Economist: Austin area needs more housing supply


Increasing housing supply would help “tame” rising prices, Lawrence Yun said

Affordability issues could hinder job growth, Yun said

The Austin area housing market remains one of the healthiest in the nation, even as it grapples with affordability challenges and an undersupply of housing, a national economist said Wednesday.

Lawrence Yun, chief economist for the National Association of Realtors, spoke at the annual membership meeting of the Austin Board of Realtors, which represents about 13,000 real estate professionals in Central Texas.

“Austin has had one of the fastest job growth rates in the country over the past decade and consequently one of the strongest housing markets with rising sales,” Yun said. But a shortage of housing inventory continues to plague the market, which has resulted in a run-up in home prices that have tripled since 1995, he said.

“Some buyers are priced out,” Yun said. “You need more supply to tame price growth.”

Yun said builders need to ramp up production; otherwise, job growth could stall as employees who are forced to the suburbs to find attainable housing decide to ditch the longer commutes and seek jobs elsewhere.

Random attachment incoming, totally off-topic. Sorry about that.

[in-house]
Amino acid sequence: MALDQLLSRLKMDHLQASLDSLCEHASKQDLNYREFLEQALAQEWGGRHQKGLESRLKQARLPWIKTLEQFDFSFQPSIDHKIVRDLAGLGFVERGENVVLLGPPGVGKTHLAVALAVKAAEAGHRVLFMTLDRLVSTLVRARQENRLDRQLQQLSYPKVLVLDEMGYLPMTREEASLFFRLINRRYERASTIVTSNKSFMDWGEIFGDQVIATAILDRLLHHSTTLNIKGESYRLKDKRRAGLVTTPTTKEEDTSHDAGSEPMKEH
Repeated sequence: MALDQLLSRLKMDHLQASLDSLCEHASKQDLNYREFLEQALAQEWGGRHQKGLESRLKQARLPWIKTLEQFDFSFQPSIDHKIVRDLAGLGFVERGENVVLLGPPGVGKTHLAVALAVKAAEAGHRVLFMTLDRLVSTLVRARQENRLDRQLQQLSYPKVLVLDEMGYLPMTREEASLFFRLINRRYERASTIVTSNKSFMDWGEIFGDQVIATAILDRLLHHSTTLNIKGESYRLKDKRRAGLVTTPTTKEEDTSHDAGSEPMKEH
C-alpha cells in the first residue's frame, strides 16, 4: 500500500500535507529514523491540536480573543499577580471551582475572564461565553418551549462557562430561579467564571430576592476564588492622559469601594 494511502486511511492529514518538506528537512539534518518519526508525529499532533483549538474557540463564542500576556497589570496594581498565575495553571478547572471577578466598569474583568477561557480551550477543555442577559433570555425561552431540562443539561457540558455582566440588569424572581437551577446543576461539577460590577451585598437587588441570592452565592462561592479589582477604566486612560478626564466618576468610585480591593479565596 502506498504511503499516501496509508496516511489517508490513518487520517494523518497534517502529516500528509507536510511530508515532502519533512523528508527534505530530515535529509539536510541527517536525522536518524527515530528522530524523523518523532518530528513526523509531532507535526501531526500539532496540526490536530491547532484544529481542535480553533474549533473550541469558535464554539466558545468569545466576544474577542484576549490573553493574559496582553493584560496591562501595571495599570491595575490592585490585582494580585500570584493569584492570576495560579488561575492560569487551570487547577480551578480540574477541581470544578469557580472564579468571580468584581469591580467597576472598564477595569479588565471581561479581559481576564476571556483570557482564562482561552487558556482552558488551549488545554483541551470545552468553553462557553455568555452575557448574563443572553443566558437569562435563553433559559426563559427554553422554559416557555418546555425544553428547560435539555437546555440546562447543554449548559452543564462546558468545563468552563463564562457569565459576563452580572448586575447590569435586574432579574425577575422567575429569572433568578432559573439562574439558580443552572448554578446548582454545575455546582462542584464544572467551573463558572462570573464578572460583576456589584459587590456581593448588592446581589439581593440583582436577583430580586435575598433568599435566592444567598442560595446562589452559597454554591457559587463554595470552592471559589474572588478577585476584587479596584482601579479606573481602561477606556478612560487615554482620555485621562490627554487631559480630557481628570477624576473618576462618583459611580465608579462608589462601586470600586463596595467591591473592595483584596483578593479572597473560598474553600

The Austin area has a three-month supply of housing, making it a seller’s market. Experts consider a supply of 6- to 6 1/2-months to be a balanced market, tipped in favor of neither buyers or sellers.

The shortage of housing is an issue in other Texas markets and nationally as well, Yun said. Inventory is well under historical averages and the shortage is one of the constraints holding back growth potential in the housing market overall, Yun said.

Rising lumber prices, lending constraints and labor shortages are among the factors limiting new-home production across the country, Yun said.

Eldon Rude, a housing market consultant and principal of Austin-based 360 Real Estate Analytics, said that in recent conversations with his homebuilder clients,” their biggest challenges continue to be finding enough lots in desirable locations to build on, and securing the labor force needed to complete their homes.”

Looking ahead, Yun’s forecast calls for the Austin area to end 2017 with home sales higher than last year. In 2016, both sales and prices in Central Texas hit yet another record for the sixth consecutive year.

Based on recent past job creation, sales in 2018 should continue to modestly increase, Yun said, “but home sales in 2019 will depend critically on inventory availability.”

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